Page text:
Enough Mercedes, now – there’s also Porsche. Ah, yes – some say the 911 is overexposed or even hyped in the classic car world. Only one should never forget why: They are terrific cars and quite simply the textbook example of what is classic car is – answering all why, where, when and how-questions competently and with weight behinds its words. Catered for by the factory and numerous specialists whether buying, selling, servicing, racing or restoring the 911 has earned its reputation the hard way. Compared to an E-type they’re even good value! Its presence all and everywhere is in fact its only weak side – and not even all would call that a weak side.

If Mercedes felt like 25% of the Techno Classica, Porsche felt like another 25%. Every variant of the 911 was there, most were for sale and the only real problem with that is that I can’t afford one.

My percentage estimations above don’t quite tell the truth, but let me say this: If you like Porsche 911, the Techno Classica was worth a visit for those alone. It hugely outnumbered any other models from the marque, but I’d still say there was a Porsche for everyone. Even those who apparantly don’t like them. Yes, I am talking about modified cars here: The business of either reskinning a newer 911 or stuffing a classic one with modern internals has grown to an extent I simply don’t understand.

One of these two cars is a perfectly restored original car with 180 bhp and for sale at around 180.000 Euros…

…the other a backdated Nineties 964 modified for even more power and carrying a 220.000 Euro price tag.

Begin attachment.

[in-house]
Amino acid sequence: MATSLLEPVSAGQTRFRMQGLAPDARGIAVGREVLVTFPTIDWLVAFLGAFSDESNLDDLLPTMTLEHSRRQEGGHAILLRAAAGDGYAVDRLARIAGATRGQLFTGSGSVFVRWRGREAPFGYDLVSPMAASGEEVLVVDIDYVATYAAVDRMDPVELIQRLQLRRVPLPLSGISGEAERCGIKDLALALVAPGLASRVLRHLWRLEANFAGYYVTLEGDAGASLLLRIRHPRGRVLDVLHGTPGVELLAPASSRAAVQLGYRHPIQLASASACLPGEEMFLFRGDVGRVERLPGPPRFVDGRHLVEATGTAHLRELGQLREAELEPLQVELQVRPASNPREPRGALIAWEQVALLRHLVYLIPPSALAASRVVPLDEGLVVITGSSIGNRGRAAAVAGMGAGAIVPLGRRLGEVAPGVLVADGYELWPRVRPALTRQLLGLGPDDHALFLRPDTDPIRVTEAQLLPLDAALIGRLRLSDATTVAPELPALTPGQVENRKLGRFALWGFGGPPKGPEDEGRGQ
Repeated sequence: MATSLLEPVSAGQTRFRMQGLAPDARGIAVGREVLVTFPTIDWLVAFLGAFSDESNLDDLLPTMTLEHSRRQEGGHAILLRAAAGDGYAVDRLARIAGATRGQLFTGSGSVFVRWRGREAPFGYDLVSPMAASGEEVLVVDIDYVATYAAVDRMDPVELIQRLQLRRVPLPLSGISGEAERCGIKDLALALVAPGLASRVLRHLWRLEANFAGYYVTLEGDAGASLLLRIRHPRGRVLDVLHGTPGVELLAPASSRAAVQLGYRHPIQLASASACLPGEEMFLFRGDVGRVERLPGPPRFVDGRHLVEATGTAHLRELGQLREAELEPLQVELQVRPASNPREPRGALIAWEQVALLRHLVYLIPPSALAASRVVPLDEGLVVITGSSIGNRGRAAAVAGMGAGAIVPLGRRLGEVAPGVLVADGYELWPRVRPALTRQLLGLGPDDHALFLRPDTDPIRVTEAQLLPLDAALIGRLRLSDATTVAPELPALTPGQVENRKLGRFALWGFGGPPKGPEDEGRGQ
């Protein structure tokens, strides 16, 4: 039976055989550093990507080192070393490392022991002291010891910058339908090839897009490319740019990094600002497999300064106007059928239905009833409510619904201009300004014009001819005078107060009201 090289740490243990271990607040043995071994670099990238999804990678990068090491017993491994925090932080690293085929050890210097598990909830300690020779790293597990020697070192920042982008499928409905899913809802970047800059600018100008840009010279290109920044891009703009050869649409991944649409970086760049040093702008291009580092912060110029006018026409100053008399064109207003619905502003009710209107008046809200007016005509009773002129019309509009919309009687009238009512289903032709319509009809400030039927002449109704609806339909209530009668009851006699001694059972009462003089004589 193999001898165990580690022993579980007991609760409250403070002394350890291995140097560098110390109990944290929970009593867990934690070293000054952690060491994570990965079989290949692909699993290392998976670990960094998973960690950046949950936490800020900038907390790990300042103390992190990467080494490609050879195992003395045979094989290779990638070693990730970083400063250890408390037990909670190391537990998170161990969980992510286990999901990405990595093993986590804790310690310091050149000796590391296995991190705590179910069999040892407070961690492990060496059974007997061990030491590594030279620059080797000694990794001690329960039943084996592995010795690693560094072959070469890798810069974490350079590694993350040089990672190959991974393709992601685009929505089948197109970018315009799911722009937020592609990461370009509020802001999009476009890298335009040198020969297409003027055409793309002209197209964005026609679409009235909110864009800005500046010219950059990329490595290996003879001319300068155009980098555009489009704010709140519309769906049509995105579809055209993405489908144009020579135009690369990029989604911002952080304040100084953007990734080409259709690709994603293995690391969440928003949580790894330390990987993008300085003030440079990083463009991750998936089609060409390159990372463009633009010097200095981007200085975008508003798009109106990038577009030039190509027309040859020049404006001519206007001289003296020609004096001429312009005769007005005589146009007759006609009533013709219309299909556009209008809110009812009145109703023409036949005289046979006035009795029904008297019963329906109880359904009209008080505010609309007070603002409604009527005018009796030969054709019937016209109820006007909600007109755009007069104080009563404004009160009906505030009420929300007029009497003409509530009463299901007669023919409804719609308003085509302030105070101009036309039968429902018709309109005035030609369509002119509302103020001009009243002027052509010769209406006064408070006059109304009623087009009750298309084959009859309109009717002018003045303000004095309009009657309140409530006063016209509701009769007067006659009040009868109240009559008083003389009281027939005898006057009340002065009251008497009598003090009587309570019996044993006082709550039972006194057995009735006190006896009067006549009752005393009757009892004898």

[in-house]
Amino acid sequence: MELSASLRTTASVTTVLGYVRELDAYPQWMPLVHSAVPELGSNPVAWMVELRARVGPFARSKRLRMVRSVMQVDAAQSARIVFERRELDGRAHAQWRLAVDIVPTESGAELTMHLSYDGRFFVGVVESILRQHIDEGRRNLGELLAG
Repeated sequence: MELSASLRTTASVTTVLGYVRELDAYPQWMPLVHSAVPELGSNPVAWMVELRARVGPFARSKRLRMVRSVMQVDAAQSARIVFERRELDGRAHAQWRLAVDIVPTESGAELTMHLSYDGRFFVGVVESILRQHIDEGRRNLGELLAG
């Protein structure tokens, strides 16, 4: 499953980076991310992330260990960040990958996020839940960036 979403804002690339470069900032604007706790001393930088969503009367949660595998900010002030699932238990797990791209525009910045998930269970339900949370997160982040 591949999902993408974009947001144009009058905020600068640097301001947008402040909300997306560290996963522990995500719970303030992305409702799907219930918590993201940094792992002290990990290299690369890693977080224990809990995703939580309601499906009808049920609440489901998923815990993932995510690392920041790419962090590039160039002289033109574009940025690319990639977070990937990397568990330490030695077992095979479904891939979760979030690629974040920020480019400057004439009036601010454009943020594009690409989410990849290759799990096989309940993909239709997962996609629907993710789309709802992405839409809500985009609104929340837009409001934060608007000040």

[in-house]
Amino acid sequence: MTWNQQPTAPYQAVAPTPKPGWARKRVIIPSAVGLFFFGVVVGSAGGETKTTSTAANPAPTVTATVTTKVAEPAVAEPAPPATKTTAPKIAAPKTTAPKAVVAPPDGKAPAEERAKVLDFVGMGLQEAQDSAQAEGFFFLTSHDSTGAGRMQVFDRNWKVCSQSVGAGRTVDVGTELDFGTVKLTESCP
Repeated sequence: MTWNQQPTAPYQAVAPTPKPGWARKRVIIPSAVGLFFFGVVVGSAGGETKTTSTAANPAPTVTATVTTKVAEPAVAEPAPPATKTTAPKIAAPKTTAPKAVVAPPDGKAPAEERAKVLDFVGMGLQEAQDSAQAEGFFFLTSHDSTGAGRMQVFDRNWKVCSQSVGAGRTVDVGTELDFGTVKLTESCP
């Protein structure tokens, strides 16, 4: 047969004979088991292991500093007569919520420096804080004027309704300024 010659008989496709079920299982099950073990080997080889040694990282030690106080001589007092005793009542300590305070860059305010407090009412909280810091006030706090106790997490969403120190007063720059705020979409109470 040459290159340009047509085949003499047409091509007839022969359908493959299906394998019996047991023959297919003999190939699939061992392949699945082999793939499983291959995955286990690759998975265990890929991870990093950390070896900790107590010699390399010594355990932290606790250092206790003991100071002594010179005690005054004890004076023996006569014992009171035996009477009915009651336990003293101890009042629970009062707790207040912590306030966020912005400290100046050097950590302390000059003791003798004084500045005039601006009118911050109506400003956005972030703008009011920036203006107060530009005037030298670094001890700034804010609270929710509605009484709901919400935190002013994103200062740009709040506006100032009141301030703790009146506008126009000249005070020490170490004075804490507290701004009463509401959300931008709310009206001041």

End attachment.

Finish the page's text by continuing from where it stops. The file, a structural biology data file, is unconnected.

If this continues there will very soon be more modified 911’s than originals out there, I guess.

Amazingly, many of the modified cars were actually rather well made, and most likeable for that if for nothing else. Also, some of them were very tastefully done, some even so discreet that only true aficionados would ever know. I’m split on this matter – which is highly hypothetical anyway as I would only be able to stretch towards a lowly standard car anyway. I’m not sure that would be a problem, though: For years I’ve maintained than any 911 is better than no 911. Heck, I might even expand that to “any Porsche is better than no Porsche”. Which made me look long and hard at a few 914’s and 924’s as well – lovely cars, those.

And of course there are lots and lots of lovely cars at such a huge show: British, Italian, French and most others were of course represented as well – even my all time favourite classic car ever was present. Yes, the Maserati A6G 2000 Zagato. In grey. Perfection has never been more explicit. The same display also featured a Ferrari 250 SWB – it looked rather clumsy besides the Maserati. Honest.